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vol. 47
Letter to the Editor

An usually disseminated advanced cancer presenting only as mild rheumatological symptoms

Reumatologia 2009; 47, 1: 48
Online publish date: 2009/04/01
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JabRef, Mendeley
Papers, Reference Manager, RefWorks, Zotero
It is well known that several neoplasms produce signs and symptoms that mimic diseases of the musculoskeletal system [1]. These syndromes are known as paraneoplastic syndromes. In some cases, the symptoms and signs of the syndrome are the first detectable features of the neoplasm. In the majority of cases, the paraneoplastic syndrome develops in an advanced stage of the malignant disease. In such cases, there is no difficulty in diagnosis because the other features of the neoplastic disease are easily detectable. The aim of the present letter is to report an unusual case of a patient with relatively mild musculoskeletal symptoms despite very advanced disseminated cancer.
A 78-year-old male was admitted to the hospital due to back pain, decrease in body mass (about 6 kg during half a year) and migrating pains of the joints of the lower extremities. He had no severe disorders in his history but 20 years before admission he had suffered from a myocardial infarction, and currently had slight symptoms of ischaemic heart disease. Seventeen years before admission, he had been operated on due to enlargement of the prostate. The pains appeared slowly and were detectable about 2 months before the admission. Physical examination revealed the following abnormalities: cutaneous changes on the front part of the thorax in the form of popular small, hard infiltrations. The liver was enlarged and hard at palpation. In the navel a small tumour mass was visible, which looked like a small umbilical hernia. The musculoskeletal system was typical for mild osteoarthrosis typical for the age of the patient, and no significant abnormalities were detected at rheumatological physical examination.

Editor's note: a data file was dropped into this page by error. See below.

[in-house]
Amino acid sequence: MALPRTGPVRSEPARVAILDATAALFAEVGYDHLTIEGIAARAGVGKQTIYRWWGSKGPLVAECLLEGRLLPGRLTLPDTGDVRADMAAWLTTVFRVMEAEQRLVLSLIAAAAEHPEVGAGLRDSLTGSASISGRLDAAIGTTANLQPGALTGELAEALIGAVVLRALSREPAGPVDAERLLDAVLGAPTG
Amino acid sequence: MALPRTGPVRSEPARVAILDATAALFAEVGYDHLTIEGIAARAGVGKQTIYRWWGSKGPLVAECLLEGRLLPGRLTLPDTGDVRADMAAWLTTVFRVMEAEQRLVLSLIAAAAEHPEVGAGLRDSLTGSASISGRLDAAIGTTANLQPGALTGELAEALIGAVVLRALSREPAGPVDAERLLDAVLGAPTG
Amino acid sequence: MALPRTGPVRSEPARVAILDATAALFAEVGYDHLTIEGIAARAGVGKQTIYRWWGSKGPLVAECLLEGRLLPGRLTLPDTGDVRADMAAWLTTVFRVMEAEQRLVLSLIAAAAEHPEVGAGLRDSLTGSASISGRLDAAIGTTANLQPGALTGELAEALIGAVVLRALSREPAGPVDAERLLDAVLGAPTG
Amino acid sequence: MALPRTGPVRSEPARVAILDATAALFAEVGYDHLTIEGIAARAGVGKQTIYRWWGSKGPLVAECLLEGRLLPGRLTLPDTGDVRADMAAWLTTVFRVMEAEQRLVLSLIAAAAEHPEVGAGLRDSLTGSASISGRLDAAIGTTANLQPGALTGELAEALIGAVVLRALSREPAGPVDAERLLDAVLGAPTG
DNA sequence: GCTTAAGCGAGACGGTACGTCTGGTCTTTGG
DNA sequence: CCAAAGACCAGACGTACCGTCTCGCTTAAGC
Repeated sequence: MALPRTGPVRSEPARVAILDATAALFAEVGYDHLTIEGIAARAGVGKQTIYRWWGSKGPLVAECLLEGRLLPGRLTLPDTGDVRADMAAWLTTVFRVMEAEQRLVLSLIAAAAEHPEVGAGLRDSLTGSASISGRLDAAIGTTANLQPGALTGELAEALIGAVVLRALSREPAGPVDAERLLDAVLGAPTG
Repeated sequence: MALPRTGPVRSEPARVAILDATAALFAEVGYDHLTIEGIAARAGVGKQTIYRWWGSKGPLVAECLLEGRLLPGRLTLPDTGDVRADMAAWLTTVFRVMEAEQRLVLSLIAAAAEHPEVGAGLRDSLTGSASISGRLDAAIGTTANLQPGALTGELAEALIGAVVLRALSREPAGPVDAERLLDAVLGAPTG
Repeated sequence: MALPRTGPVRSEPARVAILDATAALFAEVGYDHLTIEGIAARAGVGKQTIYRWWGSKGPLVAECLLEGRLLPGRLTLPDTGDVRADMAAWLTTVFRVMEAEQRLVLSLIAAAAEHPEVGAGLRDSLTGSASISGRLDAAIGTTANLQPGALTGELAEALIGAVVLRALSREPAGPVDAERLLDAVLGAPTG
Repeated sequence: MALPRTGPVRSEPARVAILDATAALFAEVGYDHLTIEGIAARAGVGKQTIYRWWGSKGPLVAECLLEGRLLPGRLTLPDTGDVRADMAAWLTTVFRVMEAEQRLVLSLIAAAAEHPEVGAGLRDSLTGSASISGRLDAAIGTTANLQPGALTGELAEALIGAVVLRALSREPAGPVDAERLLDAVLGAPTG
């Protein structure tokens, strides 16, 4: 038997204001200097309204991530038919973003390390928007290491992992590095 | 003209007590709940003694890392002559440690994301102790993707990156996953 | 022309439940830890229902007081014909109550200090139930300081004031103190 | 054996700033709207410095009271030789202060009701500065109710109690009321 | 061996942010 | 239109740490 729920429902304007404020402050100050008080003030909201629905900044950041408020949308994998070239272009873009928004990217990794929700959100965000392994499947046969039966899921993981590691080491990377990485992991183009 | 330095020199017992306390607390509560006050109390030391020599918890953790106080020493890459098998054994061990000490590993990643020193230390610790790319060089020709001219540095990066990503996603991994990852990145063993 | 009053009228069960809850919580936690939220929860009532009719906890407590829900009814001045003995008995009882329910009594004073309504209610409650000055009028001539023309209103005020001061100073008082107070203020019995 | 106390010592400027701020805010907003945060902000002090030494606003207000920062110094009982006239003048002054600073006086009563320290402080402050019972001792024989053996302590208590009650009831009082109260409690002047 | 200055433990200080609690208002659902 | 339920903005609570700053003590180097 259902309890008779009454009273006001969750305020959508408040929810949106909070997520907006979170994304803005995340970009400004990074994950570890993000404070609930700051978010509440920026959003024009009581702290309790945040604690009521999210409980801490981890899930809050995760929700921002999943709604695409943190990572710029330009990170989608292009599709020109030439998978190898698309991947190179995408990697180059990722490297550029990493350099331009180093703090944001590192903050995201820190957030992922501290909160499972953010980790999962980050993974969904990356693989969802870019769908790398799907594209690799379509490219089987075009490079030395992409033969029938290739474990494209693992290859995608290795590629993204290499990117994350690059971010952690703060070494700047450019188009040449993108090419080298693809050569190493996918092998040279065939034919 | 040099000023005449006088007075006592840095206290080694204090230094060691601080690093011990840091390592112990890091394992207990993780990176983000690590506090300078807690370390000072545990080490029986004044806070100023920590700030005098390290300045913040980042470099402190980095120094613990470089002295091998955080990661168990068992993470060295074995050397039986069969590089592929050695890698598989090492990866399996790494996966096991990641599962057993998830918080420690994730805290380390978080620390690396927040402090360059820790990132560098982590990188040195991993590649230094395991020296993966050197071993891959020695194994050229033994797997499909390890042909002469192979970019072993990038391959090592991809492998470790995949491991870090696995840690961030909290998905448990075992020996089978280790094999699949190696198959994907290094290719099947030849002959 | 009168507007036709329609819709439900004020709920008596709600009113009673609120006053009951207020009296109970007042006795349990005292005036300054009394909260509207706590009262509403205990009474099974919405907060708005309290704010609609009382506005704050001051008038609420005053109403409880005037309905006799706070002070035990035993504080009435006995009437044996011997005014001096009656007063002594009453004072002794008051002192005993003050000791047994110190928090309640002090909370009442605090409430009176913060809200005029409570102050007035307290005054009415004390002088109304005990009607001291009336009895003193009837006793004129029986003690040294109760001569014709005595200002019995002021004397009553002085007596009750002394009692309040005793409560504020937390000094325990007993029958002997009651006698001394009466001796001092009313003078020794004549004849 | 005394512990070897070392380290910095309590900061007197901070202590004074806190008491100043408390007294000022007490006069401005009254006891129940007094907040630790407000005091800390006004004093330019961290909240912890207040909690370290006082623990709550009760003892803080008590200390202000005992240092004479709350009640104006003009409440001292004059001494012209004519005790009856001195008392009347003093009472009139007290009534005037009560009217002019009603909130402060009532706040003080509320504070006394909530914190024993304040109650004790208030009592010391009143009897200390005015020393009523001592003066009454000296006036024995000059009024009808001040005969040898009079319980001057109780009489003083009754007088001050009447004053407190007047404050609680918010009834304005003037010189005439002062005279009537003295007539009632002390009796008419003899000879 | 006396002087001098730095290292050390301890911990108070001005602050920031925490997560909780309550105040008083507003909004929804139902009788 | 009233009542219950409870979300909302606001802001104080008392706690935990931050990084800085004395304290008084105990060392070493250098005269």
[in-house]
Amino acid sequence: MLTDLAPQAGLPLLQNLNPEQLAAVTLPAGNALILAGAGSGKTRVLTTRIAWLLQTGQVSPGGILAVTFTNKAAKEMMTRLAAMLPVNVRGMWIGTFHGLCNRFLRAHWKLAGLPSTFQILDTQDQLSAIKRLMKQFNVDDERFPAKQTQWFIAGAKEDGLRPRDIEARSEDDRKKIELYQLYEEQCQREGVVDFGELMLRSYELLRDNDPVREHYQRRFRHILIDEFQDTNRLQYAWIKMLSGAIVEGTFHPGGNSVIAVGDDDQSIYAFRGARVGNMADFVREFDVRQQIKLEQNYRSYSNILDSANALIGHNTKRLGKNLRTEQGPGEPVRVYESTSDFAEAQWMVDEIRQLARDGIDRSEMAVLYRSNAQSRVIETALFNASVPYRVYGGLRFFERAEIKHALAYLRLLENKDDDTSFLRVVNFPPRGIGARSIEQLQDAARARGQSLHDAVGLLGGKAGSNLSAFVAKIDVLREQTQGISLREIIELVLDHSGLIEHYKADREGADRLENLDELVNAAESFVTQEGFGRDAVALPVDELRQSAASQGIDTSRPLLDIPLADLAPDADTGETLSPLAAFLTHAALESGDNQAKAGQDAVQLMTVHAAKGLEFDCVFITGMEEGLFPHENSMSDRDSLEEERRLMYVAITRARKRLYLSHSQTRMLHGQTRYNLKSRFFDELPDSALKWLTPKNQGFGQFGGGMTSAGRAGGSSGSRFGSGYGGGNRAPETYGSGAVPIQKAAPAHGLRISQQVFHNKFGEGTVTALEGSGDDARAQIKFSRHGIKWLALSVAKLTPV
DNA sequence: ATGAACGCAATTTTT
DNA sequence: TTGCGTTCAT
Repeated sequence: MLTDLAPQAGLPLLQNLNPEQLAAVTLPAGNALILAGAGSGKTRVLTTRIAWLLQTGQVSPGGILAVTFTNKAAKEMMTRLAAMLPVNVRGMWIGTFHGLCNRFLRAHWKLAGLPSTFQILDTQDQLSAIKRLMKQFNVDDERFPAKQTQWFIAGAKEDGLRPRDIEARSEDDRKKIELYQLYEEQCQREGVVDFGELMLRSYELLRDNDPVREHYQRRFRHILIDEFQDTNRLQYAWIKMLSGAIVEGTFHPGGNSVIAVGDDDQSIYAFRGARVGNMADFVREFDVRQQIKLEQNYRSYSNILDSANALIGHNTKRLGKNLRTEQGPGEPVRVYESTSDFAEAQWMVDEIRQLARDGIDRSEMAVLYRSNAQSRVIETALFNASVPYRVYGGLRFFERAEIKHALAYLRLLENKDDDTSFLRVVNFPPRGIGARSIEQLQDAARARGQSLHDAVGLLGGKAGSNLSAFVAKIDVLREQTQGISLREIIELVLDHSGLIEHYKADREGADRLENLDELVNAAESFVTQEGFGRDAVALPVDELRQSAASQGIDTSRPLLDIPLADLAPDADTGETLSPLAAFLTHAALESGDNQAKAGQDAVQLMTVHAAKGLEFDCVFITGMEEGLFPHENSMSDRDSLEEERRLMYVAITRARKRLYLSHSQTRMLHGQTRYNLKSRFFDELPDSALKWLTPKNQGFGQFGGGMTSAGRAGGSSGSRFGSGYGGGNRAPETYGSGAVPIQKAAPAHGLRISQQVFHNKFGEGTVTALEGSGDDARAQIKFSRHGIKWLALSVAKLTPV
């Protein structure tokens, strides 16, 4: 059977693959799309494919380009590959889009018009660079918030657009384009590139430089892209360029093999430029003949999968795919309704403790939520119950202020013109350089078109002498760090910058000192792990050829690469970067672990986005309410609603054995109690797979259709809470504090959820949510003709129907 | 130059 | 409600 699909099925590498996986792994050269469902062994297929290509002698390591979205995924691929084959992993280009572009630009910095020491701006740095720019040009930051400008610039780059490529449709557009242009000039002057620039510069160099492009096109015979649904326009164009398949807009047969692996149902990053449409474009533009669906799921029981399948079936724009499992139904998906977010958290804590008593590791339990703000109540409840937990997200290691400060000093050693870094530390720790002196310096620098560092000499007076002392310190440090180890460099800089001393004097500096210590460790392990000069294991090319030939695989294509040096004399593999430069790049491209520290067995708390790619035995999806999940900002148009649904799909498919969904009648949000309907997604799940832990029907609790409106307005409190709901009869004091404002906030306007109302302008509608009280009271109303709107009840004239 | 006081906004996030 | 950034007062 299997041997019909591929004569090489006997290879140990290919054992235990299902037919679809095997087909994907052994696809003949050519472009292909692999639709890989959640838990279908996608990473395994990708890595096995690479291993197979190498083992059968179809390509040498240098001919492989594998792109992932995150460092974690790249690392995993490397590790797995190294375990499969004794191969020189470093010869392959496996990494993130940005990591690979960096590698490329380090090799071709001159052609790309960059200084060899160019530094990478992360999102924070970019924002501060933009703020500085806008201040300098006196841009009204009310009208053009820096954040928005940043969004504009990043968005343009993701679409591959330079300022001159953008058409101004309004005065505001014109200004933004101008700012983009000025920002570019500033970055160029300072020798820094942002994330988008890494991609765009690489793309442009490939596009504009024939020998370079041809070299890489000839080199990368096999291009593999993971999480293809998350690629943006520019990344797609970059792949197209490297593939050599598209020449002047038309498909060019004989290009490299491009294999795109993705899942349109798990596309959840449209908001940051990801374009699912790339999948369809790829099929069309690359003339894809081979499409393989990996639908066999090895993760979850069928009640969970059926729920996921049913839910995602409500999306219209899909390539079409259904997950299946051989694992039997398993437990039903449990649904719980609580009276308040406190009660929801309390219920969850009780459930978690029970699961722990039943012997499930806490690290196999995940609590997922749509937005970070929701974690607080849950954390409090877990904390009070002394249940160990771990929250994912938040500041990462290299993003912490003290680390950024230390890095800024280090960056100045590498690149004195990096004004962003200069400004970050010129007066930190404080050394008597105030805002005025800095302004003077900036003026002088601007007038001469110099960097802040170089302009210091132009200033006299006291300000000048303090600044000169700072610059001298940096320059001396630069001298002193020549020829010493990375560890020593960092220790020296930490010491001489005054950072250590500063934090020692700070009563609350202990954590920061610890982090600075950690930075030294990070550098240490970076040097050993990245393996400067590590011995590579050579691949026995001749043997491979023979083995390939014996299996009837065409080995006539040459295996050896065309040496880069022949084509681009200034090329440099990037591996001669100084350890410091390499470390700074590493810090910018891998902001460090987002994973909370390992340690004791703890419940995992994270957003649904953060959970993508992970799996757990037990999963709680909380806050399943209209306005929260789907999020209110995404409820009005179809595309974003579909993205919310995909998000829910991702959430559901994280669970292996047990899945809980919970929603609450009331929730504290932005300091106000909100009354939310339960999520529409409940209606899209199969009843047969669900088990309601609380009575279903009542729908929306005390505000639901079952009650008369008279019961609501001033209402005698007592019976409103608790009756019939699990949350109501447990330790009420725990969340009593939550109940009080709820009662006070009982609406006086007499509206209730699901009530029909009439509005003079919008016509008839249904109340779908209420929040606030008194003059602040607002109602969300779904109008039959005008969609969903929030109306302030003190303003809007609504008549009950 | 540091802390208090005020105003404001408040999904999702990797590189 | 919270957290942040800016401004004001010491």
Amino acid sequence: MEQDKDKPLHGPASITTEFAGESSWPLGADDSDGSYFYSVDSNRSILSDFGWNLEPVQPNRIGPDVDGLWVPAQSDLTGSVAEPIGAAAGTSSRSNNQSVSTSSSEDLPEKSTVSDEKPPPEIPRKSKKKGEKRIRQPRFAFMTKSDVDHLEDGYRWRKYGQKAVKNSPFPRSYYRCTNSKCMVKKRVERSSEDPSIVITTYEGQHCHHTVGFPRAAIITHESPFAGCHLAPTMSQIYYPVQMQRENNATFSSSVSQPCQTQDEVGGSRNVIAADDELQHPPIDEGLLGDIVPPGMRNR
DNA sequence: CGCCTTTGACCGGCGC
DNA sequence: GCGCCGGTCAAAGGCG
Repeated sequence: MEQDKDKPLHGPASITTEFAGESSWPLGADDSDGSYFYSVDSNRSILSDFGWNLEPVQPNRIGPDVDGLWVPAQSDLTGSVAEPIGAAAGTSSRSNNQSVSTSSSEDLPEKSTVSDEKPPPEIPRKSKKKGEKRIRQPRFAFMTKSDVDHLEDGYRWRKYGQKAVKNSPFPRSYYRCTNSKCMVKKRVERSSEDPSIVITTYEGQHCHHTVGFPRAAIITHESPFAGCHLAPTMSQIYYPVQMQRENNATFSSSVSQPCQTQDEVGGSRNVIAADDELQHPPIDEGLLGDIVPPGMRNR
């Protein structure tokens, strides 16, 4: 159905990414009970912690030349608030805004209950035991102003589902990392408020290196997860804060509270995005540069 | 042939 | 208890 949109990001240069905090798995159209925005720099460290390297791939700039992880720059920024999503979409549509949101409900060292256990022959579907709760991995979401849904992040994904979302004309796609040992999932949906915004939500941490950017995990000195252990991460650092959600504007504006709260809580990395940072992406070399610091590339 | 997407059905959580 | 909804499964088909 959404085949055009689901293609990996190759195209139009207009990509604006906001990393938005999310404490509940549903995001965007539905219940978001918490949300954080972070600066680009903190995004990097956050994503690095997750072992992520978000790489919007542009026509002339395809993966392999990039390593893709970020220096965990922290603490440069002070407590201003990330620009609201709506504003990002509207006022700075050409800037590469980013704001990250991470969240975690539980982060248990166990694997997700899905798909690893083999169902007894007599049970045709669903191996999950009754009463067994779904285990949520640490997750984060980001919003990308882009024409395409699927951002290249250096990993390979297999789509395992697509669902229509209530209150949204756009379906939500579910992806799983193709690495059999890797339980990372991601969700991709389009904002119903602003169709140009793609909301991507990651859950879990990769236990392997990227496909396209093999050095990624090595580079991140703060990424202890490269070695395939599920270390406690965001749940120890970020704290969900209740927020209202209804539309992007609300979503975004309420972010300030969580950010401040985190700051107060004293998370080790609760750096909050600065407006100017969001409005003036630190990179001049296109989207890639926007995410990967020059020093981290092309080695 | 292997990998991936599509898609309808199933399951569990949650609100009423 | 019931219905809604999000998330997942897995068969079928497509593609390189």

Imaging investigations, including computer tomography of the abdomen and thorax, revealed a tumour within the eighth segment of the left lung and massive dissemination of metastases. The metastases were detectable in the ribs, subcutaneous tissue of the chest, liver, spleen, periaortal nodes, suprarenal glands, and retroperitoneal space. Biopsy of the navel tumour revealed adenocarcinoma. The tumour in the lung was considered as the primary site of malignancy. It was consistent with the patient’s smoking history. He was a heavy smoker for numerous years but he discontinued smoking after the myocardial infarction. Upon the request of the patient, he was discharged home. He died at home two weeks later after a two-day-long coma, probably due to the brain...

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